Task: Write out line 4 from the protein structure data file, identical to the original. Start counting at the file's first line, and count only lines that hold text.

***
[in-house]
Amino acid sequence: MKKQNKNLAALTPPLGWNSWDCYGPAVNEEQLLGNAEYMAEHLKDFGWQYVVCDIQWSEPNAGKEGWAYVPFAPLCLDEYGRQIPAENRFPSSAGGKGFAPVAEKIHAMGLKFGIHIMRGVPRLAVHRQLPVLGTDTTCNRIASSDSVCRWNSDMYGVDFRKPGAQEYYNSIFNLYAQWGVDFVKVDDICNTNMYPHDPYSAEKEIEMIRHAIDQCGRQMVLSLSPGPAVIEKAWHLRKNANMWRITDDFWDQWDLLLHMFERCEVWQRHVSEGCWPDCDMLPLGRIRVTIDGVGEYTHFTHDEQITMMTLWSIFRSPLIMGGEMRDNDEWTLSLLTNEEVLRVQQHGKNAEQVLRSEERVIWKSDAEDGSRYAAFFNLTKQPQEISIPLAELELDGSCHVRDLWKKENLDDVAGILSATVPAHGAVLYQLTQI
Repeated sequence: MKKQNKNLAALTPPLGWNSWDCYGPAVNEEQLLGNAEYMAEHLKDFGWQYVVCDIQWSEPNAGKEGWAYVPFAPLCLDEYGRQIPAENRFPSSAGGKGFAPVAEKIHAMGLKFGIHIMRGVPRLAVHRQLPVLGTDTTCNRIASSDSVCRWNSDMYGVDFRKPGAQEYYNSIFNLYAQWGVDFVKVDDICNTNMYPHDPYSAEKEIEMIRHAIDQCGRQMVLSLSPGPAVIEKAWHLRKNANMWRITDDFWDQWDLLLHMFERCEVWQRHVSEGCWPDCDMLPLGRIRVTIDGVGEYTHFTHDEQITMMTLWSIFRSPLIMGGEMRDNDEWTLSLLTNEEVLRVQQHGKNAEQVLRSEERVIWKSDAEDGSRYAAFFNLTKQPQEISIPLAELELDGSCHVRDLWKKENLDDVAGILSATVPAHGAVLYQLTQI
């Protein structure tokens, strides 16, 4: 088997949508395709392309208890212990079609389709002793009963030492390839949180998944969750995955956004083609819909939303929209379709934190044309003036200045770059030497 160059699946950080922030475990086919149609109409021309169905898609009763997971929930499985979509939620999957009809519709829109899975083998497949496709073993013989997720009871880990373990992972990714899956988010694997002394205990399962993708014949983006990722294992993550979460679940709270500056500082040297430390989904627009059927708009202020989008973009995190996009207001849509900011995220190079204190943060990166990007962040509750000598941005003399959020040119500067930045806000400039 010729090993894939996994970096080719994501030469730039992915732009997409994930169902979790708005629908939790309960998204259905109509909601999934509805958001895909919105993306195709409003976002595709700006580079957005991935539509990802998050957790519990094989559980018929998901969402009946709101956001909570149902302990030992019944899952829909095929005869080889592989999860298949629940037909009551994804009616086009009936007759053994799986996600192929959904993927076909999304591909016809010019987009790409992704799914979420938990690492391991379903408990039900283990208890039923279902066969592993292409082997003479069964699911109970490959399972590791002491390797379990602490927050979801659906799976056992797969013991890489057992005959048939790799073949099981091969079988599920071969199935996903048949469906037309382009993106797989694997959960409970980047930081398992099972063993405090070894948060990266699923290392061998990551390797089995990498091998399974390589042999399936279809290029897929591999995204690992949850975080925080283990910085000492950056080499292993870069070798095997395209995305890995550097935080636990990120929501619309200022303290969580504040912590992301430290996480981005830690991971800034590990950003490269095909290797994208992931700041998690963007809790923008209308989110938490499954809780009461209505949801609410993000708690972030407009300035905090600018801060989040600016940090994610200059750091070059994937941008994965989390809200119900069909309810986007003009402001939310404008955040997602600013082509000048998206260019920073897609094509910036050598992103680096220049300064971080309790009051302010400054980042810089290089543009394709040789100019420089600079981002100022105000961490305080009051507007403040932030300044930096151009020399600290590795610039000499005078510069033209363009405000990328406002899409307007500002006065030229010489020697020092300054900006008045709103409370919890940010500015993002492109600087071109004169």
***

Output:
């Protein structure tokens, strides 16, 4: 088997949508395709392309208890212990079609389709002793009963030492390839949180998944969750995955956004083609819909939303929209379709934190044309003036200045770059030497 160059699946950080922030475990086919149609109409021309169905898609009763997971929930499985979509939620999957009809519709829109899975083998497949496709073993013989997720009871880990373990992972990714899956988010694997002394205990399962993708014949983006990722294992993550979460679940709270500056500082040297430390989904627009059927708009202020989008973009995190996009207001849509900011995220190079204190943060990166990007962040509750000598941005003399959020040119500067930045806000400039 010729090993894939996994970096080719994501030469730039992915732009997409994930169902979790708005629908939790309960998204259905109509909601999934509805958001895909919105993306195709409003976002595709700006580079957005991935539509990802998050957790519990094989559980018929998901969402009946709101956001909570149902302990030992019944899952829909095929005869080889592989999860298949629940037909009551994804009616086009009936007759053994799986996600192929959904993927076909999304591909016809010019987009790409992704799914979420938990690492391991379903408990039900283990208890039923279902066969592993292409082997003479069964699911109970490959399972590791002491390797379990602490927050979801659906799976056992797969013991890489057992005959048939790799073949099981091969079988599920071969199935996903048949469906037309382009993106797989694997959960409970980047930081398992099972063993405090070894948060990266699923290392061998990551390797089995990498091998399974390589042999399936279809290029897929591999995204690992949850975080925080283990910085000492950056080499292993870069070798095997395209995305890995550097935080636990990120929501619309200022303290969580504040912590992301430290996480981005830690991971800034590990950003490269095909290797994208992931700041998690963007809790923008209308989110938490499954809780009461209505949801609410993000708690972030407009300035905090600018801060989040600016940090994610200059750091070059994937941008994965989390809200119900069909309810986007003009402001939310404008955040997602600013082509000048998206260019920073897609094509910036050598992103680096220049300064971080309790009051302010400054980042810089290089543009394709040789100019420089600079981002100022105000961490305080009051507007403040932030300044930096151009020399600290590795610039000499005078510069033209363009405000990328406002899409307007500002006065030229010489020697020092300054900006008045709103409370919890940010500015993002492109600087071109004169």